The Outer Hebrides, a scattering of over 13 islands lying off Scotland's North West coast, are the first part of Great Britain to be hit by storms blowing in from the Atlantic Ocean. Many of the 26,000 people who live on these islands stay in small, isolated communities. When the winter storms hit, it's the team from the Stornoway Coastguard Search and Rescue that provides protection against the elements. Their helicopter is only one of 4 based in Scotland. They cover 2,900 miles of coastline and their daily job can take them from evacuating fishing boats in towering waters to attending medical emergencies in remote villages.
In January 2005 the islands were hit by the largest storm in living memory. Winds reached 124 mph, the highest recorded to that time, and the storm raged for 16 hours. Nicholas Crane discovers the scale of the devastation that the storm reaped.
The Highland Clearances
The Highland Clearances still leave a deep scar in the memories of Highlanders.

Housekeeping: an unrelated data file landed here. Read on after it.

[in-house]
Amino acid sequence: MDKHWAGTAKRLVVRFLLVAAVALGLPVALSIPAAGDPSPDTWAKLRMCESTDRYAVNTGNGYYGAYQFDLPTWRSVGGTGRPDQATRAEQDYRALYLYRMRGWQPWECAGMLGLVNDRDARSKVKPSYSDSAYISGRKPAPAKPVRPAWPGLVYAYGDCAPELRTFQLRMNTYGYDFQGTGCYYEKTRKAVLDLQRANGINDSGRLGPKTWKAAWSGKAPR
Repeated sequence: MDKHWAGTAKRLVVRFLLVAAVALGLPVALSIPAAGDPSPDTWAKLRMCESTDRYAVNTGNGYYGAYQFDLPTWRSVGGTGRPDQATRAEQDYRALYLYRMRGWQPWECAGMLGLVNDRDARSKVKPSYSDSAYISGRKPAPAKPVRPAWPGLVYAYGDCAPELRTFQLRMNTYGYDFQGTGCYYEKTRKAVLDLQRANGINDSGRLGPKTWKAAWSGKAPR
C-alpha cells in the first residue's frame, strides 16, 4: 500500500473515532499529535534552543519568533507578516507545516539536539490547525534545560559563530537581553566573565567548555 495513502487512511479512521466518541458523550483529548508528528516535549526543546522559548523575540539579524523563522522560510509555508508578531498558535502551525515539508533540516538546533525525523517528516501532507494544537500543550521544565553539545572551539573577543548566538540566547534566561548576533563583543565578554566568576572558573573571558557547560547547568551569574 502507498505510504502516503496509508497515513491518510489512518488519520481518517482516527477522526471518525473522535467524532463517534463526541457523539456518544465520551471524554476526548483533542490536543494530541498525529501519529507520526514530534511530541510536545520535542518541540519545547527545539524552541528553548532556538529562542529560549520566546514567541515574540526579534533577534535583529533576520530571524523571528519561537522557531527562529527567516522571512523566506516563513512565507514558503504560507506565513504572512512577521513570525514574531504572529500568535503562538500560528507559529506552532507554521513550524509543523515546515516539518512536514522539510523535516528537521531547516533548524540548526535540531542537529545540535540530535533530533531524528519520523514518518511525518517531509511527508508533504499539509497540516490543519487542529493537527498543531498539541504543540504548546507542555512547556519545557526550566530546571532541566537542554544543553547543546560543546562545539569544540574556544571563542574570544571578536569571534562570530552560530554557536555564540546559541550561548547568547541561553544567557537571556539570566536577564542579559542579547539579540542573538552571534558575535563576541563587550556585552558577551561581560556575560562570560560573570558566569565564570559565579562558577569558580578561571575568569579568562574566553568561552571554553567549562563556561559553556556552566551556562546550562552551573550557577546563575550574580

In the 18th and 19th centuries Highland landowners decided that their land could be used more profitably for commercial sheep farming. In a systematic and often barbaric fashion the good grazing lands were cleared of people, who were sent to live on the far less hospitable north coast. The glen at Strathnaver was home to around 3,000 people in 1800; all were forcibly removed in the next 20 years, their homes burning behind them as they walked towards the sea carrying all their possessions.
200 locals who still live around the village of Bettyhill today joined Neil Oliver for a symbolic march to the coast and told us how the effects of the clearances still resonate in their lives today.
The local museum tells the story of the clearances, and the Strathnaver Trail takes in several clearances villages on its 16 site walk that explores local archaeology and geography.
Dounreay Nuclear Power Station
50 years ago a remote farming and fishing community on Scotland's north coast was chosen to be the site for the most advanced nuclear reactor in the world. Dr Alice Roberts visits the site of Dounreay to look at the past, present and most importantly the future of this historic plant.